In the functional model that our PURSUIT work is based upon, we see three major functions being implemented, namely the finding of information, the building of an appropriate delivery graph, and the forwarding along this graph. Let us now address considerations for the separation of these functions at some levels of the architecture while performance and optimization demands merging these functions at others.
We start with the issue of separating finding of information from the forwarding along a possibly appropriate graph. The problem we try to outline is best captured by: If you don’t know its location, you might end up looking everywhere!
Our starting point is that of an interest in information at a consumer’s end with information being somewhere available in the network. First, let us assume that finding of information is merged with the forwarding of the actual information from a potential provider to the consumer of the information. For this, let us consider the following example:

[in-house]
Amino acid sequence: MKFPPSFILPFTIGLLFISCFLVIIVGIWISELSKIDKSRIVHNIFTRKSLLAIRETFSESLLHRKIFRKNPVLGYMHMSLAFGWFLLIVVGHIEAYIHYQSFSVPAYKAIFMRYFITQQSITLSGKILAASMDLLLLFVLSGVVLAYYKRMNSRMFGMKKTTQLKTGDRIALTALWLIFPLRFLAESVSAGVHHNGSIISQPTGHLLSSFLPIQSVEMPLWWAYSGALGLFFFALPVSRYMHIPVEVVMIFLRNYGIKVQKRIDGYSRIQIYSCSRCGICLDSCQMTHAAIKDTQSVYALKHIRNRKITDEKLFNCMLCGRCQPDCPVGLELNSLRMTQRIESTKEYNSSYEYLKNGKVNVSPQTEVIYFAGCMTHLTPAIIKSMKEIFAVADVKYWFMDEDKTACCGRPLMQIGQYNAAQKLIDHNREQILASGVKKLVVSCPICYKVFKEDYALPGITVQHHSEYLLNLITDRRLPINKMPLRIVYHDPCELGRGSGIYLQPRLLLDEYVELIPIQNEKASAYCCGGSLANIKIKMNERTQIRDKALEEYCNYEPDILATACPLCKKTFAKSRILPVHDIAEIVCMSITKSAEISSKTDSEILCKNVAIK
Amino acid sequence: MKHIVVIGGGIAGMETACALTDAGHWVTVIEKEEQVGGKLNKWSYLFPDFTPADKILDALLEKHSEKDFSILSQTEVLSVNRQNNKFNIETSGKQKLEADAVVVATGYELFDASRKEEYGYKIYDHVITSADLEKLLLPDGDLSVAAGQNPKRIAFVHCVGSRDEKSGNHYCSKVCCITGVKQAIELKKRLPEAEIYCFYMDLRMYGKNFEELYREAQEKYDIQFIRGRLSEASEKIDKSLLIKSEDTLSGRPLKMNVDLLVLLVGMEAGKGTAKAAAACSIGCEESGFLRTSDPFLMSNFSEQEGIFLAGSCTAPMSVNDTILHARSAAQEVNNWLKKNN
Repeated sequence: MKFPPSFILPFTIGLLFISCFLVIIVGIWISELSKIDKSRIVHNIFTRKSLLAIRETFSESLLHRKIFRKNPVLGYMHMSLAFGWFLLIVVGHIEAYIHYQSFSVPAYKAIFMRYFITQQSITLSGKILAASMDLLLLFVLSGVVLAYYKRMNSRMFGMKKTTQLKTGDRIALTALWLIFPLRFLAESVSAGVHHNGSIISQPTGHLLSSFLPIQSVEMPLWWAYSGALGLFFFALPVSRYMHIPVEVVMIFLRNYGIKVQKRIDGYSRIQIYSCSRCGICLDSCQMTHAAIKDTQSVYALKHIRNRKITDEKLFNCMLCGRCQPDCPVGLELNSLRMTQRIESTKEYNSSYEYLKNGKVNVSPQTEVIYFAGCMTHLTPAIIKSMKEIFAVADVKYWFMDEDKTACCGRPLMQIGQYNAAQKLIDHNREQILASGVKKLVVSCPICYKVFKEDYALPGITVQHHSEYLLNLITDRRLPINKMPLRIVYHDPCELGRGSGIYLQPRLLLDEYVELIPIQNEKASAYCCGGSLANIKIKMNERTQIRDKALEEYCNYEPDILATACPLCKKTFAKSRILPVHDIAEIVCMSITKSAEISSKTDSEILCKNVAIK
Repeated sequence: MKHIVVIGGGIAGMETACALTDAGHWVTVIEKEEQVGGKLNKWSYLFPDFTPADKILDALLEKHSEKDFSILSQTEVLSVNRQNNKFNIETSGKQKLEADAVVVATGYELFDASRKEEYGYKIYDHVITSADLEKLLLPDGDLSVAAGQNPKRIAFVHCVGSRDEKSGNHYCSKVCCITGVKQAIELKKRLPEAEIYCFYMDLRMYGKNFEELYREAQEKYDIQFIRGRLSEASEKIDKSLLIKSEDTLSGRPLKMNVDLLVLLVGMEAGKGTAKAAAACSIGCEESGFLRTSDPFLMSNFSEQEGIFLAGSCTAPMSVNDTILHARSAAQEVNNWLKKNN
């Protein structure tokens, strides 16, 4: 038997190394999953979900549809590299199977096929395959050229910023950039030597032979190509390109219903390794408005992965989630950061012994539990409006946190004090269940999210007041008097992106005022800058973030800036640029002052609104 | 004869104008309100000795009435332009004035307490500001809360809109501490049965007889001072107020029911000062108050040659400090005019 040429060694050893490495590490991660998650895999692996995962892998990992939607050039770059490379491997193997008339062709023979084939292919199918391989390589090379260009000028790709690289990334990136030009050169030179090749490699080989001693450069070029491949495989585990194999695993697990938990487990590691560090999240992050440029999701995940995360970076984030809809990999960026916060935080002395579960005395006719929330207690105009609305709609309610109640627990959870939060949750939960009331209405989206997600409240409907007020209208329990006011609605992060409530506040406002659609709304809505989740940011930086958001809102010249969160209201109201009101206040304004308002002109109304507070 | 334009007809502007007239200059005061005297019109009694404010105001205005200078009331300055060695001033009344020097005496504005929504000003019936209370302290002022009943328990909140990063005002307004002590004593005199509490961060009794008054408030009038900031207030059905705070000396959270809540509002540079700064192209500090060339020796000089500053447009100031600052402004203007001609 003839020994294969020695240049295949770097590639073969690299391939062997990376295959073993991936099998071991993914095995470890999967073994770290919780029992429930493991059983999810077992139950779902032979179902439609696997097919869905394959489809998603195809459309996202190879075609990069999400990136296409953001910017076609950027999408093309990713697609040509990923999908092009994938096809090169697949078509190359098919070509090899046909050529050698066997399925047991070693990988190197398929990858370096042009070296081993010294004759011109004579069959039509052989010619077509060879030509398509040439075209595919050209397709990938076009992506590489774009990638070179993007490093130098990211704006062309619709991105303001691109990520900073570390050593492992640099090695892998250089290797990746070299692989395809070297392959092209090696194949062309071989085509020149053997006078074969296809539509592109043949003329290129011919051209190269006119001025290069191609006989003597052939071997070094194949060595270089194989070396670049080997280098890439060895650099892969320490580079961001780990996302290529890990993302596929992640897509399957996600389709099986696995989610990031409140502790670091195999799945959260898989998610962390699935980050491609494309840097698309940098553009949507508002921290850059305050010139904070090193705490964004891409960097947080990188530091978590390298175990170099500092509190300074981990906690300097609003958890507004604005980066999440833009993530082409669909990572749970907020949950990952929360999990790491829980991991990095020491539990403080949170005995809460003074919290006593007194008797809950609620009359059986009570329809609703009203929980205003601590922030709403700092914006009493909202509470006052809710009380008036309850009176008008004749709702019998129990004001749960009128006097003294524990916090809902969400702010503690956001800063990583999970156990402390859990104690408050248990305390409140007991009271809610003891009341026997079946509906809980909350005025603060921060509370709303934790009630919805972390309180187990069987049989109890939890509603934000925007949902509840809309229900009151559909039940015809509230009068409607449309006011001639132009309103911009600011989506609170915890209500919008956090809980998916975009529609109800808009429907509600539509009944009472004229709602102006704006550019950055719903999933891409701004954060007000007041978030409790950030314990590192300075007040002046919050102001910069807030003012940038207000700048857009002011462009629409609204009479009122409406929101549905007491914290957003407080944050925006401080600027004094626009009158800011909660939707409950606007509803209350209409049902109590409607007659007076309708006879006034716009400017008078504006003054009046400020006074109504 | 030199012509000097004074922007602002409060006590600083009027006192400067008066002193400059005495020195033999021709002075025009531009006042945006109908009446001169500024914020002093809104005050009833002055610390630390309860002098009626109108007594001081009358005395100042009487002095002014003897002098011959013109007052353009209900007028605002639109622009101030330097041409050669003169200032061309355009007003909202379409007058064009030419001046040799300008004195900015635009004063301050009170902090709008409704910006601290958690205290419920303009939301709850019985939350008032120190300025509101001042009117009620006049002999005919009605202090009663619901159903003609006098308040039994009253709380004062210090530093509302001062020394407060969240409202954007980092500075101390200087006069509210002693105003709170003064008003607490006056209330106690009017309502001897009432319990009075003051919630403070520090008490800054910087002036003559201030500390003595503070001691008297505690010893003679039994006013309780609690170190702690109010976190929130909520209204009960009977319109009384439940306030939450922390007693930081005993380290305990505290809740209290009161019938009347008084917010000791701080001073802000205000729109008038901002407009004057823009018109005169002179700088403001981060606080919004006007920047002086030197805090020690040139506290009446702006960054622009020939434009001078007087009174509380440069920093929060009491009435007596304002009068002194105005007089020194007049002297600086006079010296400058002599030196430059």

Think of a social networking service very much akin to today’s solutions, like Facebook. A large-scale social network ala Facebook is likely to be distributed all the over the world in terms of publishers and subscribers. In other words, one can think of it as a social construct in which information pertaining to this social construct is unlikely to be locally constrained. For now, we assume that there is at least one scope that represents the information space of the social network.